The Curse of the Crying Wallet
Ever since coupons made their debut, critics have been scrutinizing over their benefits, and their drawbacks. Many people wonder about how coupons make people think differently about their purchases…if the possession of a coupon makes you feel like you are saving more, and results in buying more food then you would originally. Here’s my outlook on coupons and how they influence my shopping decisions.
To put it bluntly, coupons make me spend more money.
I call it the curse of the crying wallet.
The curse usually takes over me after I’ve saved a good amount of money. The cashier will inform me that I’ve ‘saved x amount of dollars’ and I will feel proud and will think of other ways I can spend the money I saved. Then I will walk from the store feeling accomplished, happy that my wallet can rest easy for now.
But then, the next time I am shopping for something, I will feel so much more financially at rest, that I will spend money unnecessarily. For example, I might go to the store again to pick up a box of cereal. In the checkout line, I’d see several packs of gum. Now, under normal circumstances I would simply go through the line and pay for my cereal, before heading on my way home. But because I am feeling so good about my savings from earlier, I will allow myself to spend extra money on gum, sometimes more gum then I will actually chew.
At the end A note from us at I’m In: We can help you save with our department store coupons!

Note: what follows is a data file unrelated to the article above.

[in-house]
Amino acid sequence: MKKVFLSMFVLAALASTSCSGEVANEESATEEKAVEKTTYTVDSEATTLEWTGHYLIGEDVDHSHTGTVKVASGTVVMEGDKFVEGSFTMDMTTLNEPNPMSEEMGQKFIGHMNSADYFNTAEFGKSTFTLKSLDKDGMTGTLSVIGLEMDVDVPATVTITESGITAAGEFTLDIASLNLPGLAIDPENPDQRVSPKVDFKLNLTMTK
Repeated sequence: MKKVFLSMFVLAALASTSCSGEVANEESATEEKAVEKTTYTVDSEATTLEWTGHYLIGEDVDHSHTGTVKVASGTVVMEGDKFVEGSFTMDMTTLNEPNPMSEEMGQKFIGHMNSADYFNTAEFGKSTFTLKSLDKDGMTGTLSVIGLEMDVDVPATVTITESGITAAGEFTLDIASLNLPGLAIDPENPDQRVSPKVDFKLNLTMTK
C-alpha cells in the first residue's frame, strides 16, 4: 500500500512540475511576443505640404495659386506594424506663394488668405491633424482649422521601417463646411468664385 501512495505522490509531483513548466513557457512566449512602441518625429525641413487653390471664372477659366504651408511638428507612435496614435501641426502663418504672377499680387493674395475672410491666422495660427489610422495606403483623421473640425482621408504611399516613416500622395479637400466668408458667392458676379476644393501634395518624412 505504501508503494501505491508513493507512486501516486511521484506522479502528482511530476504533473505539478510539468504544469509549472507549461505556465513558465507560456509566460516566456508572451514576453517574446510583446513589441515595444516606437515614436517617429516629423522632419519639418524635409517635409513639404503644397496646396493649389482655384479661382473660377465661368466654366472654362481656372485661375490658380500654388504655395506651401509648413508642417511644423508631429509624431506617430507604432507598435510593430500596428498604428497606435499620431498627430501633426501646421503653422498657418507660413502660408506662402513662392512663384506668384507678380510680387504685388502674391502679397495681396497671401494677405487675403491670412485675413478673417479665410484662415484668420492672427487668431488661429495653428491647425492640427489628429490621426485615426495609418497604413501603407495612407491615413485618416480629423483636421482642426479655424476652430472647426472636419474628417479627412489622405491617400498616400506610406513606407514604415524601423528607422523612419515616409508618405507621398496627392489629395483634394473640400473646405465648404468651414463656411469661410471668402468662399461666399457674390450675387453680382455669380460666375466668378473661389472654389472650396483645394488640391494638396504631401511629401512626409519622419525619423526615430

I think it’s because having a coupon and saving money makes me think differently.
When I have a coupon, I tend to go out of my way to be able to use it. For example, if I had a coupon to get a free smoothie with the purchase of another smoothie, I will go and buy a smoothie just so I can get the free one. Usually I wouldn’t have gotten a smoothie at all, but because I had a coupon to get something free with my purchase, I will spend my money on something I normally wouldn’t. Likewise, if I have a coupon giving my 20% off my entire purchase, I find myself buying more things so that I can get ‘more for my money’. All in all, coupons make me think differently, and often spend money on things I normally wouldn’t.
Another thing I fall victim too when possessing a coupon, is not just overspending, but under-spending too. When I am low on money, I go out of my way to search the internet or coupon booklets, clipping out as many coupons as I can to get the best discounts on the things I need. In situations such as these, I find myself searching especially hard to find coupons that are compatible with sales items. The crazy thing is, if I feel I am saving enough money (on my sale items with my coupons), I’ll end up ‘treating myself’ to something else, or give myself more leeway to spend money unwisely later.
Once again, it’s the curse of the crying wallet.
In the end, the curse of the crying wallet is normally a result of using coupons. But that doesn’t mean coupons are bad. It just signifies that maybe, even though I may have a great 50% coupon, I shouldn’t spend money I normally wouldn’t if I hadn’t had a coupon. That is to say, I should just buy what I need and I should only use my coupons on the things that I would normally buy (even if I don’t have a coupon to aid my wallet in the purchase).
This essay is coming to a close (aw), so I’d like to challenge you with something slightly different. When you next use a coupon, go out of you way to purposefully buy something you don’t need. See if it makes you feel any different (and plus it’ll help the economy). And then the next time you shop, use a coupon again but make sure not to buy anything other then what you really need. See how that makes you feel.
See if the curse of the crying wallet befalls you as well.
Or if you can avoid it and carry on like a good, financially balanced human.